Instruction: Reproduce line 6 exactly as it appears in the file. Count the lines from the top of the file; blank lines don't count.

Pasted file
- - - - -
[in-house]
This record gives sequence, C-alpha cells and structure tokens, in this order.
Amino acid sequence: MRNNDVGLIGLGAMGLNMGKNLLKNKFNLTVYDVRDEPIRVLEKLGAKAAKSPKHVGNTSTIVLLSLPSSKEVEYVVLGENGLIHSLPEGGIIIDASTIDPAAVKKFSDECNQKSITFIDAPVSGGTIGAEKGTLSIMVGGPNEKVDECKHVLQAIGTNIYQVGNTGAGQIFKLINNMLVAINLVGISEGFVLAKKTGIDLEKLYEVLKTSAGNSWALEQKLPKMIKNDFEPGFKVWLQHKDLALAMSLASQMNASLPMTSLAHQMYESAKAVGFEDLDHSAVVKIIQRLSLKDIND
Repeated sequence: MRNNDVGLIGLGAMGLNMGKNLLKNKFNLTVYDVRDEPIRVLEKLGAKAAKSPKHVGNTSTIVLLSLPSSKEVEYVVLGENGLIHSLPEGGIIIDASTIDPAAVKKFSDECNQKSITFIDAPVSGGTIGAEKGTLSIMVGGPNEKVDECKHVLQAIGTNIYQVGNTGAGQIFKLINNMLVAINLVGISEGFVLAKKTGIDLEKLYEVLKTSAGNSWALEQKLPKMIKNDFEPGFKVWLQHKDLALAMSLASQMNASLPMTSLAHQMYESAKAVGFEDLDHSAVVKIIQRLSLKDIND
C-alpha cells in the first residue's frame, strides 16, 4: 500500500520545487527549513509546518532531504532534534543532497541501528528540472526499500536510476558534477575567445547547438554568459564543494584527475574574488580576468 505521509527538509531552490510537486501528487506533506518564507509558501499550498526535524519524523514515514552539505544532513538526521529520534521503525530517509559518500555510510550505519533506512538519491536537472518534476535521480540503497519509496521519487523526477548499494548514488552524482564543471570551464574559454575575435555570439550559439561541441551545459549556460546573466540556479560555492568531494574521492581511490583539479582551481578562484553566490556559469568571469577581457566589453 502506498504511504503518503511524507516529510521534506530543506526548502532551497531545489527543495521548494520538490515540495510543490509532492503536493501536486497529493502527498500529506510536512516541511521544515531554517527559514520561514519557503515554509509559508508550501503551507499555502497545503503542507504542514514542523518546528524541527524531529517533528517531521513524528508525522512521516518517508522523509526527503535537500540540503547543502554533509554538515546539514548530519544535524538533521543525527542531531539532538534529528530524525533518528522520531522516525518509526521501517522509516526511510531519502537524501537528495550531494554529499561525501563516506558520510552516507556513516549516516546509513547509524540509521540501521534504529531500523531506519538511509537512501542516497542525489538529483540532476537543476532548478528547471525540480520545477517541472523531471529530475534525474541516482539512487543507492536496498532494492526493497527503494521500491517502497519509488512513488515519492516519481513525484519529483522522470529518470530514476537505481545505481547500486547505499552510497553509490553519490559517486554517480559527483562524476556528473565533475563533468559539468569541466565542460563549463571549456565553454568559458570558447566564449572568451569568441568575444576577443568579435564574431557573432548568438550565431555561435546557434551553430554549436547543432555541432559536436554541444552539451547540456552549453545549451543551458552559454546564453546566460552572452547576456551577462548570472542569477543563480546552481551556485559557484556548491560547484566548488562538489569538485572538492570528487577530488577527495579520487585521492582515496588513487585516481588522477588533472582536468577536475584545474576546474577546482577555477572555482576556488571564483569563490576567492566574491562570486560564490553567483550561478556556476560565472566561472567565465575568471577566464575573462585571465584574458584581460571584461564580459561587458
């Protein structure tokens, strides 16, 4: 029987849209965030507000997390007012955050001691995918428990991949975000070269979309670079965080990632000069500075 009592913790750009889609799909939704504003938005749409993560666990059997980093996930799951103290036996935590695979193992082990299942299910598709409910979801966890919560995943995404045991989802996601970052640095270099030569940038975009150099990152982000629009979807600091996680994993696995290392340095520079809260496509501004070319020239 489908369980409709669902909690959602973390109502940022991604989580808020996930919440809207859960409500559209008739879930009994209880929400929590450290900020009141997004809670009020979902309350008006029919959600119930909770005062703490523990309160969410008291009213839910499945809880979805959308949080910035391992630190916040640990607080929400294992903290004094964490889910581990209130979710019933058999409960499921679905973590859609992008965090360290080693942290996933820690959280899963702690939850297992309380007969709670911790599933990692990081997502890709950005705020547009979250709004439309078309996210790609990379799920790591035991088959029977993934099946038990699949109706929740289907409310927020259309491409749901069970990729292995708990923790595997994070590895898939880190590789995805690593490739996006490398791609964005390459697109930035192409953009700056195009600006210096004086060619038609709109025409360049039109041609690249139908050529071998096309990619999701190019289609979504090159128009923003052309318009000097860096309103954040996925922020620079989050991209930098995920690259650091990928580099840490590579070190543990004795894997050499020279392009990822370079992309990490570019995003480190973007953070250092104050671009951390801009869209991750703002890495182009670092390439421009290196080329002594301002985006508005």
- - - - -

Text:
């Protein structure tokens, strides 16, 4: 029987849209965030507000997390007012955050001691995918428990991949975000070269979309670079965080990632000069500075 009592913790750009889609799909939704504003938005749409993560666990059997980093996930799951103290036996935590695979193992082990299942299910598709409910979801966890919560995943995404045991989802996601970052640095270099030569940038975009150099990152982000629009979807600091996680994993696995290392340095520079809260496509501004070319020239 489908369980409709669902909690959602973390109502940022991604989580808020996930919440809207859960409500559209008739879930009994209880929400929590450290900020009141997004809670009020979902309350008006029919959600119930909770005062703490523990309160969410008291009213839910499945809880979805959308949080910035391992630190916040640990607080929400294992903290004094964490889910581990209130979710019933058999409960499921679905973590859609992008965090360290080693942290996933820690959280899963702690939850297992309380007969709670911790599933990692990081997502890709950005705020547009979250709004439309078309996210790609990379799920790591035991088959029977993934099946038990699949109706929740289907409310927020259309491409749901069970990729292995708990923790595997994070590895898939880190590789995805690593490739996006490398791609964005390459697109930035192409953009700056195009600006210096004086060619038609709109025409360049039109041609690249139908050529071998096309990619999701190019289609979504090159128009923003052309318009000097860096309103954040996925922020620079989050991209930098995920690259650091990928580099840490590579070190543990004795894997050499020279392009990822370079992309990490570019995003480190973007953070250092104050671009951390801009869209991750703002890495182009670092390439421009290196080329002594301002985006508005």